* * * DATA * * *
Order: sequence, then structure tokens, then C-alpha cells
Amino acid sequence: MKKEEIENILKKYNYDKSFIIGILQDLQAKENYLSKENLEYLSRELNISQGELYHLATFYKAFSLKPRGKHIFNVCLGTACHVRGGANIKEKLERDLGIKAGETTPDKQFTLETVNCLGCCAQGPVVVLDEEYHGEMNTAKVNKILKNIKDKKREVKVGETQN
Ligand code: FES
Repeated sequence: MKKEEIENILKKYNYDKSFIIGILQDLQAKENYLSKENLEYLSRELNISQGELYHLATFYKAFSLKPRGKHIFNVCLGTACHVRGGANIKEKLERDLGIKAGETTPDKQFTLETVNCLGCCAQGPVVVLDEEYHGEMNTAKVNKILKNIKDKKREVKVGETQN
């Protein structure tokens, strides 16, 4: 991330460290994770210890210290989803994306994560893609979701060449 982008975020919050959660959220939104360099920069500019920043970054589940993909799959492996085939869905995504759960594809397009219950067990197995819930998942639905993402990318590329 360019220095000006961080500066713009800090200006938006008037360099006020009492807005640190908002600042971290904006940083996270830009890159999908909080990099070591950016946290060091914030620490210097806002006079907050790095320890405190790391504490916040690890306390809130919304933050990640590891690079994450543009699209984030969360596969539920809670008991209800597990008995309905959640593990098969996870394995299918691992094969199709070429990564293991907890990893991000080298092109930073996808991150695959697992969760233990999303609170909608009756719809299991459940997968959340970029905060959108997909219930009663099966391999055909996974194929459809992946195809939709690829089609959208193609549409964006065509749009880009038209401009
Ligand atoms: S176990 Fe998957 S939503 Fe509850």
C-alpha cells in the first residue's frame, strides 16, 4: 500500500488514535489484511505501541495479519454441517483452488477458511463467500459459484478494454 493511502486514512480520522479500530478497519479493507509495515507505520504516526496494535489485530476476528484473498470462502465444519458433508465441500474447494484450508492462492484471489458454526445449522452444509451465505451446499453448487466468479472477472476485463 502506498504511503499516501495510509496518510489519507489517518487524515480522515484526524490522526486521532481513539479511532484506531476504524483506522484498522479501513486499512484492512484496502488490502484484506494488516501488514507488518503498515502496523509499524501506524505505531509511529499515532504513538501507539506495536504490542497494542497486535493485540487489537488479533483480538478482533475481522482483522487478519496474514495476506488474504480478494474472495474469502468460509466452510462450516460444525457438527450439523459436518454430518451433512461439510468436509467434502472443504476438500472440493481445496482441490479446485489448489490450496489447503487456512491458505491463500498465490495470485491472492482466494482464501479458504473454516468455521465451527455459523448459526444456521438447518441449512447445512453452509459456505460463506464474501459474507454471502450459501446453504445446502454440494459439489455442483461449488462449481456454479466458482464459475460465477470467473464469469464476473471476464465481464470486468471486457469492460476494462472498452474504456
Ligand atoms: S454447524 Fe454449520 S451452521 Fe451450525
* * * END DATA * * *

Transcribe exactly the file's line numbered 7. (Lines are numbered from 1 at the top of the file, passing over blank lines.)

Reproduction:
C-alpha cells in the first residue's frame, strides 16, 4: 500500500488514535489484511505501541495479519454441517483452488477458511463467500459459484478494454 493511502486514512480520522479500530478497519479493507509495515507505520504516526496494535489485530476476528484473498470462502465444519458433508465441500474447494484450508492462492484471489458454526445449522452444509451465505451446499453448487466468479472477472476485463 502506498504511503499516501495510509496518510489519507489517518487524515480522515484526524490522526486521532481513539479511532484506531476504524483506522484498522479501513486499512484492512484496502488490502484484506494488516501488514507488518503498515502496523509499524501506524505505531509511529499515532504513538501507539506495536504490542497494542497486535493485540487489537488479533483480538478482533475481522482483522487478519496474514495476506488474504480478494474472495474469502468460509466452510462450516460444525457438527450439523459436518454430518451433512461439510468436509467434502472443504476438500472440493481445496482441490479446485489448489490450496489447503487456512491458505491463500498465490495470485491472492482466494482464501479458504473454516468455521465451527455459523448459526444456521438447518441449512447445512453452509459456505460463506464474501459474507454471502450459501446453504445446502454440494459439489455442483461449488462449481456454479466458482464459475460465477470467473464469469464476473471476464465481464470486468471486457469492460476494462472498452474504456